UNFUNDED MANDATE. If you own property in this state, you clutch your wallet and imagine that life in the Carolinas might not be so bad whenever you hear those words. But what if an unfunded mandate made sense, as in taking care of people who take care of us? Could we learn to love–well, appreciate–a state requirement we must fund?
The fate of a new such mandate is in the governor’s hands right now. Both the Assembly and state Senate have passed a bill requiring volunteer fire companies and departments to carry disability insurance that would pay up to $25,000 for treatment of cancers more common among volunteer firefighters, with up to $50,000 for multiple cancers. It would also more than double current disability payments, raising the amount to $1,500 a month, and the bill includes a cancer death benefit of up to $50,000. The bill applies to those volunteers with five or more years of service actively fighting fires. Paid firefighters already are covered.
There are 32 volunteer fire companies and departments in Columbia County. There are no paid firefighters here at all. Zero. We expect our neighbors who volunteer for this task to rush to our aid whenever a fire breaks out and to show up for other emergencies like floods and traffic accidents. And that’s exactly what they do. They provide us with tangible benefits: What would our insurance costs be if we had fewer fire companies? What would our tax bills be if they included full-time firefighters?
The list of cancers associated with fighting fires is not easy reading: prostate, breast, lymphatic, hematological, digestive, urinary, neurological, reproductive system and melanoma. Most of the stuff in our homes, businesses and vehicles produces some sort of carcinogenic byproduct when it burns. The protective gear that firefighters wear goes only so far in reducing the risks.
The bill awaiting the governor’s signature takes a “presumptive” approach. Volunteer firefighters would have to be examined at the outset to see that they don’t have cancer, but once they put in five years they would not have to prove their cancer was caused by their exposure to fire-related toxins. The law presumes it was.
Fire companies and departments already are funded through the property tax and this “gap” insurance coverage would be an added cost. The bill says it all: “A political subdivision liable for providing insurance pursuant to this section may use proceeds from real property taxes for such purposes.” As it appears on the state Senate website, the fiscal impact of the measure is classified as “unknown.”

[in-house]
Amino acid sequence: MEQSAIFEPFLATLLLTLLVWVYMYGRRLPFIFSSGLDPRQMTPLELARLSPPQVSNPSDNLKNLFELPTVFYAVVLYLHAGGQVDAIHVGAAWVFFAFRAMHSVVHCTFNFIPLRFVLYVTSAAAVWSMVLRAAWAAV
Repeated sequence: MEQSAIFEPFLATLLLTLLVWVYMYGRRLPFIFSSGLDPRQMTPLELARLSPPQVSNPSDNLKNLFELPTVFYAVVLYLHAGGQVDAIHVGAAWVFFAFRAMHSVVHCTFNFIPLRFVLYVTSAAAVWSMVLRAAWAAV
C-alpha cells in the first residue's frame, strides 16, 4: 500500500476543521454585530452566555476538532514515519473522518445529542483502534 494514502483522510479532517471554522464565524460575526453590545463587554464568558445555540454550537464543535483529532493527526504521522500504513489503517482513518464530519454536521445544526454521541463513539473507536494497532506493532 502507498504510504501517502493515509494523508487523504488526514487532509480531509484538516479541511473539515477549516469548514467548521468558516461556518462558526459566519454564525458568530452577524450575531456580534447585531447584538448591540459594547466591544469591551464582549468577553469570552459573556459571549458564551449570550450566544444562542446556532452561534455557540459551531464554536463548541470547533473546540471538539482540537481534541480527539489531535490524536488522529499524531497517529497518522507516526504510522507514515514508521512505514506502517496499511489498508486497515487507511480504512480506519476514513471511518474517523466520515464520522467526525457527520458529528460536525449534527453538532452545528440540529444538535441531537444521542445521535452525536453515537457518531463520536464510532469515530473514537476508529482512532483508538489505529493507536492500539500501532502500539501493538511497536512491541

So it is by definition an unfunded mandate, and one that’s long overdue. All four state lawmakers who represent Columbia County in Albany co-sponsored this legislation, three Republicans and a Democrat. Now it sits among the pile of two-house bills that Governor Cuomo can sign, veto or ignore.
It’s hard to understand why the governor didn’t sign this bill into law the moment it was passed. Both houses of the legislature say this is a good bill for their constituents. If somebody were to call him out on the tax implications Mr. Cuomo could point his finger at lawmakers and say: Blame them, they asked for it…. And he’d be right. But there’s no organized opposition.
The time is getting short. If the governor vetoes the bill he risks a major bi-partisan outcry. And anyway, why would he want to antagonize upstate rural voters more than he already has? By contrast, imagine the goodwill he’d generate by signing this bill surrounded by volunteer firefighters. You’d think it would be irresistible to any politician, and especially Mr. Cuomo.
But once the legislature adjourns, as it did late last month, the governor has just 30 days to sign or veto the legislature’s bills. If he doesn’t act, the bill dies and the whole approval process must start again in 2018.
This bill doesn’t have a flashy name. It’s called “New York state volunteer firefighter gap coverage cancer disability benefits act.” The funds it provides won’t necessarily cushion the impact of a cancer diagnosis or shield a firefighter’s family from financial ruin caused by the expense of cancer treatments. But it will help some of the people who regularly risk their lives to protect the rest of us.
This is what our property taxes should pay for–helping the people who protect the lives and property of the citizens of the State of New York. Governor Cuomo should sign this bill right now.